# Homework Help: Projectile no air resistance

1. Nov 26, 2009

### 1irishman

1. The problem statement, all variables and given/known data
An object is thrown horizontally from the top of a cliff at a velocity of 20m/s.
If the object takes 4.20s to reach the ground, what is the range of the object?
I got the first question figured out, but i can't figure out the second question which is:
What is the velocity of the object when it hits the ground? This is the one I can't seem to figure out.

2. Relevant equations
v=d/t horizontal uniform motion equation
d= vit +1/2at^2 vertical uniformly accelerated motion equation

3. The attempt at a solution
I got the range to be 84m in terms of the time and velocity given for the answer to the first question that applies to the horizontal distance.

The final velocity when the object hits the ground will be zero I figure. The initial velocity on the vertical will be zero too right? Help?

2. Nov 26, 2009

### mgb_phys

No - have you never dropped anything fragile and expensive? It certainly doesn't hit the ground with zero velocity.

The solution is to calculate the vertical velocity and horizontal velocity separately and then find the magnitude. What do you know about the change in velcoity in both directions?

3. Nov 26, 2009

### 1irishman

This is what I got:

vertical distance:
d=1/2at^2
1/2X9.8X4.2^2=86.2m
-------------------------
then final vertical velocity is:
0=20^2+2X9.8X86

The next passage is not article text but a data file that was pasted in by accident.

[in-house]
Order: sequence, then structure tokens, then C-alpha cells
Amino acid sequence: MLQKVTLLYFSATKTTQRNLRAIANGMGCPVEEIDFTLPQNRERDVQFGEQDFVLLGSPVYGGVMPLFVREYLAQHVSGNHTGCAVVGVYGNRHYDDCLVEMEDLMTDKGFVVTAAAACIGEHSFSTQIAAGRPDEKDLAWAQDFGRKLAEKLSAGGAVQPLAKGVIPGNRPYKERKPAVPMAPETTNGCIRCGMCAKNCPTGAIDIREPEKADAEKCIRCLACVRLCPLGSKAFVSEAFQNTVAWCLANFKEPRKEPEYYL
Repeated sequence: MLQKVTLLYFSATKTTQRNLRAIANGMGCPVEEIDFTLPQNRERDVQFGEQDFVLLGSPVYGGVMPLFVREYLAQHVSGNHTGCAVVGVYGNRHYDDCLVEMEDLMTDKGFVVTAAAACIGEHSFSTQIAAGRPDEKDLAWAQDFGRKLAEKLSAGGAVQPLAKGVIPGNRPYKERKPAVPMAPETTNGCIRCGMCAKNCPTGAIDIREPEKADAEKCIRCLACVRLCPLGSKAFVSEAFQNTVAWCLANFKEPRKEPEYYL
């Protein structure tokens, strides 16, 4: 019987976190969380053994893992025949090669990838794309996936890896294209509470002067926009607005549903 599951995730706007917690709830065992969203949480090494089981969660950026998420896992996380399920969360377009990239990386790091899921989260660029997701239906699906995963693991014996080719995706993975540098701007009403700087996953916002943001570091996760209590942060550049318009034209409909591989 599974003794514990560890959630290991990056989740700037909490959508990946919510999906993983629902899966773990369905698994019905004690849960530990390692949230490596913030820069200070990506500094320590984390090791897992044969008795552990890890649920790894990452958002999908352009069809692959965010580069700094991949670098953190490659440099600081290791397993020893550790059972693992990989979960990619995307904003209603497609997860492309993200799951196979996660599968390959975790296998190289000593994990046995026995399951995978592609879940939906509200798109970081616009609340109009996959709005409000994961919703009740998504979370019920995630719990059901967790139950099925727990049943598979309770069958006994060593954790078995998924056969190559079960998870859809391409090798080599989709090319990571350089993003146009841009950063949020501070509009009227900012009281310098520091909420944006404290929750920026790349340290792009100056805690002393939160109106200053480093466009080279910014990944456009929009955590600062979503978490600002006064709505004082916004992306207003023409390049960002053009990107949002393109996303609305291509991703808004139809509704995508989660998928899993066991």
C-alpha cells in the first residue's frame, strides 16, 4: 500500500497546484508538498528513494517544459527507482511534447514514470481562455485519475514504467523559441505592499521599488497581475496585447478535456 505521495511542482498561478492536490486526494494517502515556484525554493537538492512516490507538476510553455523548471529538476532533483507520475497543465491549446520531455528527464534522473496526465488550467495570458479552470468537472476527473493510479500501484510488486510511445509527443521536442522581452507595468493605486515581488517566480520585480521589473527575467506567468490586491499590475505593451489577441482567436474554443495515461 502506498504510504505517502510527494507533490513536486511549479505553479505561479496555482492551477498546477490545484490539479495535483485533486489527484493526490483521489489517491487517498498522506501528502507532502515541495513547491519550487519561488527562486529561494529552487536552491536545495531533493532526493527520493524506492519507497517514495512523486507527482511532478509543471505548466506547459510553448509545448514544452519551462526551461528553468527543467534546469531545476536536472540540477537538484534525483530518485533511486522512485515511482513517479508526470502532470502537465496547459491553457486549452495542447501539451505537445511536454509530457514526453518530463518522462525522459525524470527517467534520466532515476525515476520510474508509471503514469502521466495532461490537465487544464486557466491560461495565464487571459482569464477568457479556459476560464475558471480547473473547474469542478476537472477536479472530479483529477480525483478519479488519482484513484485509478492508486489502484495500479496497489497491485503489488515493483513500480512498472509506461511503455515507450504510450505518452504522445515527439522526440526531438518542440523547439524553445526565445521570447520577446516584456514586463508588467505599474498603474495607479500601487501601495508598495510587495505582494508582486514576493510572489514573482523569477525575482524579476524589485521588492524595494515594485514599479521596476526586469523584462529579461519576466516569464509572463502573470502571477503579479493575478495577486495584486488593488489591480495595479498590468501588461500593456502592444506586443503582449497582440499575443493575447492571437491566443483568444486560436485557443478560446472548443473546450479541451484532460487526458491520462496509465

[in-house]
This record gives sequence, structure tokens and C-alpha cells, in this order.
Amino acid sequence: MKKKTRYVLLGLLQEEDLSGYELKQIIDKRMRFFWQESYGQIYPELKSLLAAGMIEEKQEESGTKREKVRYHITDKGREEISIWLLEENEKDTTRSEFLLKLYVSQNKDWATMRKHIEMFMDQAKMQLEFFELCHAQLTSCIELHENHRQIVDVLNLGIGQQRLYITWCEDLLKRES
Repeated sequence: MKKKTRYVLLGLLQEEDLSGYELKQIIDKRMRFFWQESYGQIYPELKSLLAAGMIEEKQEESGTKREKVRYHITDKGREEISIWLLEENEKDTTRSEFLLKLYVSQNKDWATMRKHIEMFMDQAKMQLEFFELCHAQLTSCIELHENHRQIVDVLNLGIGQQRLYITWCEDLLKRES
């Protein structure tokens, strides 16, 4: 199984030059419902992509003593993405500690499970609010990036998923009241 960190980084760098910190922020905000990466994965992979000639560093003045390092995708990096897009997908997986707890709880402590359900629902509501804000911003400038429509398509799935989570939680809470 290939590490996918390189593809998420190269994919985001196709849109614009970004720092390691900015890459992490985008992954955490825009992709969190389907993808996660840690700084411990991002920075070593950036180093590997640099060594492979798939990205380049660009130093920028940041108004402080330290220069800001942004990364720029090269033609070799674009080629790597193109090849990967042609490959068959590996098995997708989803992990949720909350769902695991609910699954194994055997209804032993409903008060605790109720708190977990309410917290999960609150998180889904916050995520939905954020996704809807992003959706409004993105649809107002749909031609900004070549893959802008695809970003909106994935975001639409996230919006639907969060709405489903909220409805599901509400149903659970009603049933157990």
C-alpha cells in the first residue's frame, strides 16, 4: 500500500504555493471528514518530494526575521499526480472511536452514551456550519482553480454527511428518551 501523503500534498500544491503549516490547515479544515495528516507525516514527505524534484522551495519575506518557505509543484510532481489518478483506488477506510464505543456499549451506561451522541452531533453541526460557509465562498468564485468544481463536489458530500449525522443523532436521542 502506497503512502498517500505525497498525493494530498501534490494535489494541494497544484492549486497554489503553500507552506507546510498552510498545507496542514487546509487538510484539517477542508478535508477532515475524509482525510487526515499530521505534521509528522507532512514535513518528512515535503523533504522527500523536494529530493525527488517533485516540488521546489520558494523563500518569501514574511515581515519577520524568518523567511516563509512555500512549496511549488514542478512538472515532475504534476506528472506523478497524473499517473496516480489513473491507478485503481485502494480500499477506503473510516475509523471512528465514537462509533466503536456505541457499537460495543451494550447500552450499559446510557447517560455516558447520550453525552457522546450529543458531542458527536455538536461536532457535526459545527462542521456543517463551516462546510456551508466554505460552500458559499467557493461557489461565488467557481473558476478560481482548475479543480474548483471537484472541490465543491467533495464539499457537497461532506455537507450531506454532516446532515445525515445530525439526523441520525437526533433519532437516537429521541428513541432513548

=400+1686
=sqrt 2086=45.7m/s is final velocity before hits the ground
they have in the book 45.8m/s before hits the ground at 64.1deg below the horizontal
I had 45.7m/s at 66deg below horizontal tan-1 45.7/20

4. Nov 26, 2009

### mgb_phys

That's the first step - you have the final vertical velocity.
Now you have to include the horizontal velocity.
Whats the final horizontal velocity?

5. Nov 27, 2009

### 1irishman

horizontal velocity is zero no?

6. Nov 27, 2009

### 1irishman

We can only use formulas the teacher has introduced us too. The one you show here we've never seen, but thanks.

7. Nov 27, 2009

### modulus

Actually, it's quite logical. The horizontal velocity will not change, because there is no acceleration on the x- axis.

8. Nov 27, 2009

### modulus

So, for the x-axis, initial veloctiy=final velocity. You already know the final velocity on the y-axis. Add the componenets from what you've learned in vectors, and you'll have the answer.

9. Nov 27, 2009

### 1irishman

yup you're right, thanks!

10. Nov 27, 2009

### 1irishman

Since Vx = 20 m/s, Vy = g*t = -9.80 * 4.20 = -41.2 m/s

Therefore, the speed of the object is |V| = sqrt ( Vx^2 + Vy^2 ) = sqrt ( (41.2)^2 + 20^2) = 45.8 m/s

The direction of velocity is : tan (theta) = Vy / Vx = -41.2 / 20 = - 2.06 ------> theta = tan-1( -2.06 ) = - 64.1 negative means below horizontal.

That's just so much easier!

11. Nov 29, 2009

### modulus

Great, you got it completel right! You just cleared up a really important concept of yours. The fact that there is no acceleration on the x-axis is often used to derive the majority of the equations you study. Using this knowledge you can now start deriving formulas of your own. Try doing this one:

projectile is launched from the endpoint of this building:
___________
l l
l l
l l
l l
l l
l l
l l
l l So, it will land on the ground somwhere around here
________________________________________________________________________

Figure out the total orizontal range. (Hint: figure out the total time taken and multiply it by the component of the initial velocity on the x-axis.

P.S.: Thanks for saying 'thanks'! It feels good to know that you've helped the othe person!